In the majors this season, Twins pitcher Liam Hendriks screamed at himself in an Anaheim dugout, talked in a Pittsburgh clubhouse about how he “needed to get angry at myself,” and gave up at least one home run in every other city he pitched except Detroit.
In the minors, Hendriks has cruised through lineups all over the Northeast, striking out almost as many batters as he’s put on base. The home runs haven’t come, and Hendriks steadily has gained command over his fastball. In his statistics, and in the impressions of those who have watched him pitch, he’s looked more like a major league pitcher at Triple-A Rochester than he has with the Twins.
The 23-year-old is in limbo, in a sense, pitching too well for the minors but still struggling to turn a dominant Triple-A season into big-league success. He qualified for the International League leader board this week — he leads the league with a 1.99 earned-run average — and it seems likely he’ll get his third shot at the major leagues this year as a September call-up. There are spots open in the Twins’ 2013 rotation, and Hendriks stands to have a shot at one of them.
He just needs to make the transition — and he knows the largest distance he still has to cover is in his mind.
“With the Twins, the way they’ve been doing this year, they’ve been giving guys opportunities,” he said. “If you take advantage of your opportunities, you have a chance to move up. But it’s always in the back of your head that you have a chance to be sent down. That didn’t really play into it while I was up (in the majors), but once I came back down, I’d go, ‘Yeah, I guess I was pressing.’ “
Hendriks said the pressure of trying to get major league hitters out made him change the way he pitched. He would aim his fastball, rather than powering it down in the strike zone, and in eight major league starts this year, he threw breaking balls 26 percent of the time, which helped lead to the 10 home runs he allowed in those starts.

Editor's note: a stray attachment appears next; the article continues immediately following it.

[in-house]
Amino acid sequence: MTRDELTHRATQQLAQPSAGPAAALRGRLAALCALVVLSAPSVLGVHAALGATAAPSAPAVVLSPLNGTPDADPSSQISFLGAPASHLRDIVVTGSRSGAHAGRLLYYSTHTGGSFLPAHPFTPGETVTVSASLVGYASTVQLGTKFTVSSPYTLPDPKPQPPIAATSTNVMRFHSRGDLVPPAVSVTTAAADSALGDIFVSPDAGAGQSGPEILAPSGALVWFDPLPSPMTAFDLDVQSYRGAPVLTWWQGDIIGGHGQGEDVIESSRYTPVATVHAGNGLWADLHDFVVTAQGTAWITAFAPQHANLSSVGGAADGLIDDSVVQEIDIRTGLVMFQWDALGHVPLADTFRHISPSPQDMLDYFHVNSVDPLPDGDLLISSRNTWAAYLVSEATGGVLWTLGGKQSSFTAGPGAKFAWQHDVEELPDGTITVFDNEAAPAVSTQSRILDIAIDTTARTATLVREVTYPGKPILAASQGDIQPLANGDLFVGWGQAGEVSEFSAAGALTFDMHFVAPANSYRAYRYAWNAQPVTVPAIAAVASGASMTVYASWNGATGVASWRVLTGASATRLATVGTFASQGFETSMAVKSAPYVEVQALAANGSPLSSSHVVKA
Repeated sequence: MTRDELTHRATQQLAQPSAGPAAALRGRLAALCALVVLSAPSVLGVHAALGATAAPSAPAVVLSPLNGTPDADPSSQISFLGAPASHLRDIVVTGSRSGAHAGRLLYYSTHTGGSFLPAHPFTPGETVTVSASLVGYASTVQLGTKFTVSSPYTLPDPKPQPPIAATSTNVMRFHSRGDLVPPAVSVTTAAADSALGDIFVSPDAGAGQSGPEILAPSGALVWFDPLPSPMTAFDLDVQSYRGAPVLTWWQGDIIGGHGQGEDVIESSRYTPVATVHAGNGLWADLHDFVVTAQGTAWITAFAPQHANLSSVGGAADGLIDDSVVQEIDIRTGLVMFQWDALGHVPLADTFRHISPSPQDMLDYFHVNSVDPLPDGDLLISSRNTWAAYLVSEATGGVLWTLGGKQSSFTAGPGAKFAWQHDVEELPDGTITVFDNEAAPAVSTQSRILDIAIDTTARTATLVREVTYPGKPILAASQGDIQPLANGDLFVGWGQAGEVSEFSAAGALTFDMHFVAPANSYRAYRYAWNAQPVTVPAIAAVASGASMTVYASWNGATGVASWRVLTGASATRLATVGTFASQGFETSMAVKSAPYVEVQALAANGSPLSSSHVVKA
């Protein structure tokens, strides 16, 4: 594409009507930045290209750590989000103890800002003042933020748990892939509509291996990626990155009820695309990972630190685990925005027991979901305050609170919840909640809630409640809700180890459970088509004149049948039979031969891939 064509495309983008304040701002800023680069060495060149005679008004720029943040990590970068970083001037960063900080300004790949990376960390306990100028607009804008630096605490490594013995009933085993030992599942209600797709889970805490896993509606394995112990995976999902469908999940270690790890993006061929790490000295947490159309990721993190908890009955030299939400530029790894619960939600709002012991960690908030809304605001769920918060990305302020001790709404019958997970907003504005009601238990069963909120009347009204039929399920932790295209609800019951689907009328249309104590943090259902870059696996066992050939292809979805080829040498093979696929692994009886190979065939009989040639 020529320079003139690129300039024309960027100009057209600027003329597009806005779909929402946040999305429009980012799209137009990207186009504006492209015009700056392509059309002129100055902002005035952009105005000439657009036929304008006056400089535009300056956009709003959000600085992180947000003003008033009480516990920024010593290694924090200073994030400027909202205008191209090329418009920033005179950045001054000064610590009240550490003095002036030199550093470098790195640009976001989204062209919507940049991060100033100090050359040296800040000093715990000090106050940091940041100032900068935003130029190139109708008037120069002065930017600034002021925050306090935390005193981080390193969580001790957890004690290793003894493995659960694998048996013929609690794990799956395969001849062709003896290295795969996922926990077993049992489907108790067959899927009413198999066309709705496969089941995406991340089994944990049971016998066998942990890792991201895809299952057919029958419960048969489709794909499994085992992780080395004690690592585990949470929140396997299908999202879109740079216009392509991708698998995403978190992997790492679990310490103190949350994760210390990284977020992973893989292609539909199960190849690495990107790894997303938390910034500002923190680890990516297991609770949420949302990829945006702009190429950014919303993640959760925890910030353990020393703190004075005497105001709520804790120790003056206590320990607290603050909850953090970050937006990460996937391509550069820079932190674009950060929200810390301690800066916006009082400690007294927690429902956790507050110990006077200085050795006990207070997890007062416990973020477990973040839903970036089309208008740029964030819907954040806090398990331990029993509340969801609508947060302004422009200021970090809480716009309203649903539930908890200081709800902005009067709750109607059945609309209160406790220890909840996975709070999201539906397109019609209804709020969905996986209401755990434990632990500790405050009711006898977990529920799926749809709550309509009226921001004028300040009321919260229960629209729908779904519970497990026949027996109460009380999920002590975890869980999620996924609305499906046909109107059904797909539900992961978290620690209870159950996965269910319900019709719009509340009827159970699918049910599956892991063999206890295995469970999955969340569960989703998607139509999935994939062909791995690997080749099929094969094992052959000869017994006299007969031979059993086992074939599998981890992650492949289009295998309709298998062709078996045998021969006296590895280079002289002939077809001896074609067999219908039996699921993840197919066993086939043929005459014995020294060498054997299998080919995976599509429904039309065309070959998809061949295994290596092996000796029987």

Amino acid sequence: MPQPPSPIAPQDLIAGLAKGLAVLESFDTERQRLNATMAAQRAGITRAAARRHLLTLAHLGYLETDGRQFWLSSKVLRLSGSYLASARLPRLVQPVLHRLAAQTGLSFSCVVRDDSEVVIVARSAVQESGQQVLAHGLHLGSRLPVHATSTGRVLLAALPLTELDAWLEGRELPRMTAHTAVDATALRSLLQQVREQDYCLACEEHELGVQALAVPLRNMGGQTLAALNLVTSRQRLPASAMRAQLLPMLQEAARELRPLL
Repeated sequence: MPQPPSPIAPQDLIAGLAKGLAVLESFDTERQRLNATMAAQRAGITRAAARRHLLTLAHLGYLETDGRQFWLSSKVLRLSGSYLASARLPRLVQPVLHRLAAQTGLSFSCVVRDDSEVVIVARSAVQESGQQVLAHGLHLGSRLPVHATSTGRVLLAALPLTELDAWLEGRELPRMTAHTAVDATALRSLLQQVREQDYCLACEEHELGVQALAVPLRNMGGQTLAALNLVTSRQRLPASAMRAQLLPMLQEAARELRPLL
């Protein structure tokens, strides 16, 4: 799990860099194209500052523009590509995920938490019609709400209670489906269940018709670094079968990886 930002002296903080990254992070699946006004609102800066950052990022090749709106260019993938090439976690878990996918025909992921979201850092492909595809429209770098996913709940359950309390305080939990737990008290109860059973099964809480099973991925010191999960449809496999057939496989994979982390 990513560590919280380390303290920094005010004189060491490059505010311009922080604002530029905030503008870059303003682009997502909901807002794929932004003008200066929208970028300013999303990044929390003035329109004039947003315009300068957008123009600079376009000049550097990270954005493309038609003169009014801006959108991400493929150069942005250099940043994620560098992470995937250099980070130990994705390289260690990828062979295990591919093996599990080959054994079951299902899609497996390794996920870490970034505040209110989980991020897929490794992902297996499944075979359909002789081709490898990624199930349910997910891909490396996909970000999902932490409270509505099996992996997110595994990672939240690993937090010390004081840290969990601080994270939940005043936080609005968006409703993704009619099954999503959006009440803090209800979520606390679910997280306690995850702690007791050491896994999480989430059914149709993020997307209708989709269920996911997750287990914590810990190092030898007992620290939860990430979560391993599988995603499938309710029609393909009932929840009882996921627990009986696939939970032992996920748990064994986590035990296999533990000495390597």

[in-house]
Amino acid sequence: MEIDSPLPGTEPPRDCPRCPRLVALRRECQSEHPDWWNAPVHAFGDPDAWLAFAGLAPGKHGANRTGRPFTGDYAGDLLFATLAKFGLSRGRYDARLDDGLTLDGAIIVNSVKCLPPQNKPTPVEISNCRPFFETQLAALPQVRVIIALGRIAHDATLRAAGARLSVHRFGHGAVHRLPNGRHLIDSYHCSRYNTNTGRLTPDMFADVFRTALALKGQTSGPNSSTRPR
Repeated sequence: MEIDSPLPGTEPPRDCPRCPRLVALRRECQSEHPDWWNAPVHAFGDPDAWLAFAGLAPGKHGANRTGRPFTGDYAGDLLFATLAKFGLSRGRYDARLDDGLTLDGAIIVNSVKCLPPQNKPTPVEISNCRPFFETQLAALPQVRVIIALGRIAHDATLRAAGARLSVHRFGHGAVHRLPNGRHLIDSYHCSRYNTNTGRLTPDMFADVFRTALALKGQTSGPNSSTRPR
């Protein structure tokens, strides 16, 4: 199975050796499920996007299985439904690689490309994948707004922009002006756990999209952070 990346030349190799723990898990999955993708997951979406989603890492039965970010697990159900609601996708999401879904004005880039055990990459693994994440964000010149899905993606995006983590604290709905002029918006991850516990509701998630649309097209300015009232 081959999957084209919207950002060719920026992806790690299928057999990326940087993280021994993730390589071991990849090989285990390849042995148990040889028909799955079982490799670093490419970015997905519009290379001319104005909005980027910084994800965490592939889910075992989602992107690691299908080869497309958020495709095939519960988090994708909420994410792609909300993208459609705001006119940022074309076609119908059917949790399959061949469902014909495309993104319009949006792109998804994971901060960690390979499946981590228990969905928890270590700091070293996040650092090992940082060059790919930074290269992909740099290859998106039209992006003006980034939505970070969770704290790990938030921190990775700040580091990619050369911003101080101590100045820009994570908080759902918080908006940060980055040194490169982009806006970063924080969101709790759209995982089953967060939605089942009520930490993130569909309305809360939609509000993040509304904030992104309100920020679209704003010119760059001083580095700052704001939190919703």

Between starts, the Perth, Australia, native would go to the Twins’ video database, find a recording of his previous start and nitpick his delivery. Like a golfer who has read one too many articles about how to fix a slice, Hendriks would get on the mound thinking about three or four different things he needed to change, and his muddled delivery made things that much easier for hitters; right-handers are hitting .398 off him in the majors this year.
The opponents aren’t nearly as skilled at Triple-A, but that doesn’t go far enough to explain why Hendriks has dominated at Rochester, and why the Twins are giving him so much time to work on things while calling up other pitchers.
In the minors, Hendriks has gone to work with much less on his mind — for one thing, there’s no video database to help him fuss over his delivery. He thinks he’s keeping a looser grip on his slider, rather than squeezing it and snapping it off like a curveball, and the change has helped the pitch run away from right-handers. They’re batting just .209 off Hendriks at Rochester.
And when he’s on the mound, he’s worked with stunning consistency. Hendriks has worked at least seven innings in six of his eight outings at Rochester since the Twins sent him back down in early July, and he’s given up one run in his past 21 innings.
“He’s a machine,” Red Wings pitching coach Bobby Cuellar said. “He doesn’t get excited. A lot of how you handle this game is how you handle your emotions.”
But the question remains whether Hendriks, whom the Twins signed as a free agent in 2007, will be able to transfer that approach to the majors.
Hendriks knows he’ll have an easier time relaxing once he’s had some success in the majors, but he’s still working to get to that point. His next chance could be coming soon, and he’s working to make sure he’s ready.
“We try, as much as you can, to put him in situations where it’s like he is pitching in the big leagues and does things right,” Cuellar said. “But you can never, ever simulate what happens in the big leagues down here.”
Said Hendriks: “I definitely think I have some stuff to prove. I’ve done well here, never quite translated into the major league level. I need to prove it does work up there. That’s what the Twins signed me for.”
Follow Ben Goessling at twitter.com/BenGoesslingPP.